Tags: Trans World Assurance, college planning, 529 plan, college funding, save for college

Trans World Assurance: Financial Aid 101 (Part 1)

Posted on Mon, Jul 18, 2011

college planning 101Starting the Financial Aid Process:
If you are beginning the financial aid process, the first thing that you should do is fill out a FAFSA (Free Application for Federal Student Aid) form, even if you do not expect to receive “needbased” financial aid. Once the FAFSA form has been completed, schools send this to a federal processor. That processor determines what is called the Expected Family Contribution (EFC). This amount is then taken and a school will subtract from it the total cost of attending including tuition, fees, room and board, books, supplies, personal expenses and travel expenses. The result of this calculation represents the demonstrated financial need. It is this amount that determines your eligibility for need-based awards.

Once the school has arrived at that number, it will help you to explore ways of bridging the gap between what your family can afford and what it will cost to send a student to college. Options include state and federal grants, federal loans, work study employment and grants.

Expected Family Contribution (EFC) The big question, obviously, is: “Who is determined to “need” financial aid – and how is that “need” determined?”

A formula has been created, approved by the government, which most heavily counts family income (including the student), places somewhat less emphasis on assets, and pays very little attention to family debt. After examining these factors, a figure is produced, called the Expected Family Contribution, or EFC. This figure indicates how much money, on an annual basis, parents are considered to be able to afford to pay for their children’s education. All colleges and universities, public or private, must use the EFC figure when awarding government scholarships, loans, or work-study money to students.

Private colleges are free to (a) modify, or (b) ignore the EFC formula when giving out their own money or providing discounts off tuition. In other words, private colleges may offer non-need based financial aid – and most do.

 

Disclaimer

Trans World Assurance makes available the information and services contained herein in furtherance of Trans World Assurance's goal to inform and educate. While Trans World Assurance makes every effort to present accurate and reliable information on this site, Trans World Assurance does not endorse, approve or certify such information, nor does Trans World Assurance guarantee the accuracy, completeness, efficacy, or timeliness of such information. Trans World Assurance assumes no responsibility for consequences resulting from use of the information contained herein, or from use of the information obtained at linked sites, or in any respect for the content of such information.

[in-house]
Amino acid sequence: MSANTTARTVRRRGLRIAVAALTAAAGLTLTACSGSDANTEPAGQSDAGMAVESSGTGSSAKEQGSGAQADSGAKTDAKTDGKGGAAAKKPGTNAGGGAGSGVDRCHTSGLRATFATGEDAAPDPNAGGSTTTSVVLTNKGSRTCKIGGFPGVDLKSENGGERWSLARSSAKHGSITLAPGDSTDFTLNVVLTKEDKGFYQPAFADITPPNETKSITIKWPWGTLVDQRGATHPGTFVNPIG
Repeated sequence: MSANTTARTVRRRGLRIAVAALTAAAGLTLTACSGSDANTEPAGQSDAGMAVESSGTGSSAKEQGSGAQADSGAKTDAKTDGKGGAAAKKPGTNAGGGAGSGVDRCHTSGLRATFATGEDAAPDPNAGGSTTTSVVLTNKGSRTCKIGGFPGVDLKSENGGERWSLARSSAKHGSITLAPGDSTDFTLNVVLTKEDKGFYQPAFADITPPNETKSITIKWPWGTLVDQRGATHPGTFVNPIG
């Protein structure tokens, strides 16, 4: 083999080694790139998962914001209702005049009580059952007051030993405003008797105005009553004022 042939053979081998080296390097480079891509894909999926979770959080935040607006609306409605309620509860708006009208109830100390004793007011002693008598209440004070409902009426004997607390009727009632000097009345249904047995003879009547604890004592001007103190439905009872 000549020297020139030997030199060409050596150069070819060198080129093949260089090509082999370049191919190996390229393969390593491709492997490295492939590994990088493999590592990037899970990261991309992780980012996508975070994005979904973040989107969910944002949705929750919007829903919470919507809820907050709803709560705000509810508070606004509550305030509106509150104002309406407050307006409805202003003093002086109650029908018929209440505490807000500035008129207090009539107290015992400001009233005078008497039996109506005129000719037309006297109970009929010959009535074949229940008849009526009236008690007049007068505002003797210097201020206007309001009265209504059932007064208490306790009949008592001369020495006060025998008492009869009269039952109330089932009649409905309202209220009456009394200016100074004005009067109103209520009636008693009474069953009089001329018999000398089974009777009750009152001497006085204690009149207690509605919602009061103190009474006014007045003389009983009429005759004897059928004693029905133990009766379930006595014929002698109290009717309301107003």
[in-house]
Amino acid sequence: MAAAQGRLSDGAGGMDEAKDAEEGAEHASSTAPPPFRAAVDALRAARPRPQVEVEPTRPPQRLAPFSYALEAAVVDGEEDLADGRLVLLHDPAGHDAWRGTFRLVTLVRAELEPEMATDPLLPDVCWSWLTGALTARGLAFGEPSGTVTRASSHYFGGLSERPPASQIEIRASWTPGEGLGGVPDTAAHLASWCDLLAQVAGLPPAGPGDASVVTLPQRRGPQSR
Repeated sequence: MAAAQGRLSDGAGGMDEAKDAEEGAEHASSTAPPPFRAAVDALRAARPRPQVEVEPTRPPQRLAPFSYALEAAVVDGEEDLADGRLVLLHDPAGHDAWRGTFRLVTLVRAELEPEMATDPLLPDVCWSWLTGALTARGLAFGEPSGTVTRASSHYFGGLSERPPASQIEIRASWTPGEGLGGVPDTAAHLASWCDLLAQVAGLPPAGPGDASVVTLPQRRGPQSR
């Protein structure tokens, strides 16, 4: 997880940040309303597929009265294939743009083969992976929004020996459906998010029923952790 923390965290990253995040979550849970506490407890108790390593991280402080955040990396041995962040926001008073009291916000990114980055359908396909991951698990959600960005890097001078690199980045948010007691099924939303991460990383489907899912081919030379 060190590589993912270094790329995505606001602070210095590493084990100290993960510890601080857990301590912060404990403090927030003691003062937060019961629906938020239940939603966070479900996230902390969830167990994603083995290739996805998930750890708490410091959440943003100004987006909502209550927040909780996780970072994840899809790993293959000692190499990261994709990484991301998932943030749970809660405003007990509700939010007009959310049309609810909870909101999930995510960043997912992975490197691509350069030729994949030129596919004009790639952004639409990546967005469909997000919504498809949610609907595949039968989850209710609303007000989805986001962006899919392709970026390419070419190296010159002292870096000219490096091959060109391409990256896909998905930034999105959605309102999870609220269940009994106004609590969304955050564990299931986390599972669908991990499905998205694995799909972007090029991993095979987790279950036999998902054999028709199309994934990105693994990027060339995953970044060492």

Tags: Trans World Assurance, college planning, 529 plan, college funding, save for college

Trans World Assurance College Planning Series - 529 Plans (Part 4)

Posted on Sat, Jul 02, 2011

AN INTRODUCTION TO 529 PLANS - PART 4

Is investing in a 529 plan right for me?

Before you start saving specifically for college, you should consider your overall financial situation. Instead of saving for college, you may want to focus on other financial goals like buying a home, saving for retirement, or paying off high interest credit card bills. Remember that you may face penalties or lose benefits if you do not use the money in a 529 account for higher education expenses. If you decide that saving specifically for college is right for you, then the next step is to determine whether investing in a 529 plan is your best college saving option. Investing in a 529 plan is only one of several ways to save for college. Other tax-advantaged ways to save for college include Coverdell education savings accounts, Uniform Gifts to Minors Act (“UGMA”) accounts, Uniform Transfers to Minors Act (“UTMA”) accounts, tax-exempt municipal securities, and savings bonds. Saving for college in a taxable account is another option.

Each college saving option has advantages and disadvantages, and may have a different impact on your eligibility for financial aid, so you should evaluate each option carefully. If you need help determining which options work best for your circumstances, you should consult with your financial professional or tax advisor before you start saving.

 college planning dad son

"It’s never too early to start thinking about how to pay for college"

 

What questions should I ask before I invest in a 529 plan?

  • Is the plan available directly from the state or plan sponsor?

  • What fees are charged by the plan? How much of my investment goes to compensating my broker? Under what circumstances does the plan waive or reduce certain fees?
     
  • What are the plan’s withdrawal restrictions? What types of college expenses are covered by the plan? Which colleges and universities participate in the plan?
     
  • What types of investment options are offered by the plan? How long are contributions held before being invested?